One of the biggest challenges for gold as an investment is that, like cash, it doesn't really generate income.
When there are bonds and stocks out there that offer interest and dividend yields to offset the risk of any fall in capital values, why choose a shiny metal that's a pure punt on price movements?
Well, about those yields:
With negative interest rates increasingly becoming the norm in developed countries, one of the key factors counting against gold as an investment is weakening.
About $9.2 trillion of sovereign bonds are trading with negative yields, according to data compiled by Bloomberg, and some blue-chip companies are even getting in on the act.
Why would anyone agree to pay for the privilege of lending money?
This idea isn't quite as bizarre as it seems. Measured in terms of total return -- the price of the underlying bond, plus the yield from its coupon payments -- sovereign debt has been on a steady upward march for five years, barely disturbed by the adoption of negative interest rates in the euro zone and Japan.
It's worth stopping for a moment to reflect how weird this state of affairs has become. Bonds aren't so much fixed-income assets now as fixed-outgoings ones, with investors buying them for their capital appreciation rather than their coupon payments.
Meanwhile, optimism about corporate earnings growth has plateaued. The valuations of major equity indexes have been trading sideways for a year, but dividend yields have been tracking up.
In other words, stocks are now all about income, and bonds about capital growth. It's the precise opposite of the usual situation.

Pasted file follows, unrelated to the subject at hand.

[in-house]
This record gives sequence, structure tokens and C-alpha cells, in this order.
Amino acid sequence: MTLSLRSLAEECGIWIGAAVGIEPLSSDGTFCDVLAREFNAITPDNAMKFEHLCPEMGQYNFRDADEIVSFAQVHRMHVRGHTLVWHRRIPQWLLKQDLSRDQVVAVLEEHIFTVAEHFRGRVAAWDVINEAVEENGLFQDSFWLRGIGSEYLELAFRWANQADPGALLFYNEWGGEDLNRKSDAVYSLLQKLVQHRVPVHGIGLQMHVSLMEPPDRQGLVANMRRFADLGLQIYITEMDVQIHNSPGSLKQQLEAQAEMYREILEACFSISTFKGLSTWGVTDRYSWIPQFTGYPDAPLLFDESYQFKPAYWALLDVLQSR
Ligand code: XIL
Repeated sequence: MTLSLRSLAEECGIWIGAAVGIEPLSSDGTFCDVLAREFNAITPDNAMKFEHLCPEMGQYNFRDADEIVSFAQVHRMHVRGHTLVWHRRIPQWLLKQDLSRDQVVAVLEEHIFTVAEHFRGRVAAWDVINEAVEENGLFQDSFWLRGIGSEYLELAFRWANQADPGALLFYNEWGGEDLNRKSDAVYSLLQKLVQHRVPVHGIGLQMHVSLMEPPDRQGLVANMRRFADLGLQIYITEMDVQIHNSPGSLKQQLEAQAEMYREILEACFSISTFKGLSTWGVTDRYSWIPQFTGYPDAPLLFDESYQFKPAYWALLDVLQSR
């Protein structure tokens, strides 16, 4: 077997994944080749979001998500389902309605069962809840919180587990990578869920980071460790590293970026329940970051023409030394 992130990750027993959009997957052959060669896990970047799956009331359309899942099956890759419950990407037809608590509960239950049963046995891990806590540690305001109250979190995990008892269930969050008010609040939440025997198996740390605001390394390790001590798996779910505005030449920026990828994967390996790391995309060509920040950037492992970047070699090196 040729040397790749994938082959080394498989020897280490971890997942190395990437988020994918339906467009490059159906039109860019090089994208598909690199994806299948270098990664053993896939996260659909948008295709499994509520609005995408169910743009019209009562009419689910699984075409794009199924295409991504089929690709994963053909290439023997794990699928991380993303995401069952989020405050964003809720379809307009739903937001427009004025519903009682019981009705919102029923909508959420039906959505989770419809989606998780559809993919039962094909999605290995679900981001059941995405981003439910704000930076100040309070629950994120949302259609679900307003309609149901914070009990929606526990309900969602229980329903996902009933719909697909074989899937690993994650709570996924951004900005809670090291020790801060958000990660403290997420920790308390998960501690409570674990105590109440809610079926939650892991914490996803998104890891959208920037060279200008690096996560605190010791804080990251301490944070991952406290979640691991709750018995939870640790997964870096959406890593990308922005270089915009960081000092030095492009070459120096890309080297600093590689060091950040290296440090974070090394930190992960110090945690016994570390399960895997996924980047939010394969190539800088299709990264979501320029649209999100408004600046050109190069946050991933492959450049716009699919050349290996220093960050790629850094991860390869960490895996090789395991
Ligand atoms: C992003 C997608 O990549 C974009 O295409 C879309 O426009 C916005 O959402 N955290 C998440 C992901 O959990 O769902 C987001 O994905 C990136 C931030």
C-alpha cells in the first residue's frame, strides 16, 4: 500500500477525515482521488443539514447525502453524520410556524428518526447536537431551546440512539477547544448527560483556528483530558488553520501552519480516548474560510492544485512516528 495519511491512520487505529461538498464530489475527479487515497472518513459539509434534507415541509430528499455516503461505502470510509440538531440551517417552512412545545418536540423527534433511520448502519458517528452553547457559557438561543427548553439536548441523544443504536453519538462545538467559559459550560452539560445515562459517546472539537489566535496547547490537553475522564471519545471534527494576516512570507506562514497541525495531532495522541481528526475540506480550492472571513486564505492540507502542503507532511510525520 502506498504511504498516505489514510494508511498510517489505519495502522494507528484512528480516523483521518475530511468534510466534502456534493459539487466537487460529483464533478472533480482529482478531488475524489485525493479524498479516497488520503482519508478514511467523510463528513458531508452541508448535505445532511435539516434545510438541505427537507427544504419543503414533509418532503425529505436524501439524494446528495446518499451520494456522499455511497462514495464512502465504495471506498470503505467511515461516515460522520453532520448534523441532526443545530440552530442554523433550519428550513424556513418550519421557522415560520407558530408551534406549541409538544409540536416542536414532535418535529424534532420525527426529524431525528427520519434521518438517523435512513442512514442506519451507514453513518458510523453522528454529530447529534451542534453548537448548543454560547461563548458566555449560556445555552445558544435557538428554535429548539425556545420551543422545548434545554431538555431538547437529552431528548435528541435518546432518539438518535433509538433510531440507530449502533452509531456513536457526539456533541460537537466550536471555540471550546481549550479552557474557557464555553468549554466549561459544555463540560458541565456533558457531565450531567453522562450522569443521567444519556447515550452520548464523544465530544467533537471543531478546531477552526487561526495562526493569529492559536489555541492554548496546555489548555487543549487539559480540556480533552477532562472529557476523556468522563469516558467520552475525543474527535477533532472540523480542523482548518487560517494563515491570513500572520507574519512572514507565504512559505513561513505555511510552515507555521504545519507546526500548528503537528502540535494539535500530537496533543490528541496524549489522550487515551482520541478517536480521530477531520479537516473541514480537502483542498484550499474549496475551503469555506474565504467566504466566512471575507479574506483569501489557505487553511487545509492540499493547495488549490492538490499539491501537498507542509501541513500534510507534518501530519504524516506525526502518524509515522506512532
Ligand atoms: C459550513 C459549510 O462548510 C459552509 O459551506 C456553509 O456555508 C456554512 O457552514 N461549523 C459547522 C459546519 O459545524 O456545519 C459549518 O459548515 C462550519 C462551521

There is some good news in this for gold, an asset that Gadfly tends to shun. Whether through mythology or prudence, it retains an attraction for investors as a haven when trouble blows up -- and we're certainly living in interesting times.
The problem with that thesis has traditionally been that investors seeking shelter from financial storms could also choose risk-free government debt, with its additional sweetener of interest payments. But with all those notes trading with looking-glass yields, the choice now is a much more stark one between the capital performance of two different assets.
Don't make the mistake of thinking gold is heading to $2,000 an ounce any time soon. Investment funds who've flipped from a record net-short position in Comex gold futures to a record net-long in just seven months could change their minds again, weighing on prices as they did for three years through 2015.
That's a risk you don't face with Treasuries. If you're prepared to hold to maturity, it's hard to lose more than a nominal percentage point or so on the face value of blue-chip government debt. Gold, even after its best start to the year since 1979, is down 29 percent from its 2011 peak.
Still, the yield on government debt -- for so many years a headwind for metals' investors -- is increasingly turning into a tailwind. Gold may be the most malleable of metals. But it's looking a little more robust.
This column does not necessarily reflect the opinion of Bloomberg LP and its owners.
We've previously poured cold water on the basis for this belief, but the metal's surge of as much as 8.1 percent on the day of the Brexit vote last month is an indicator that its luster of safety is undimmed in the current market. There's little to be gained from arguing whether such beliefs are right or wrong: The market can stay irrational longer than you can stay solvent.
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David Fickling in Sydney at firstname.lastname@example.org
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Katrina Nicholas at email@example.com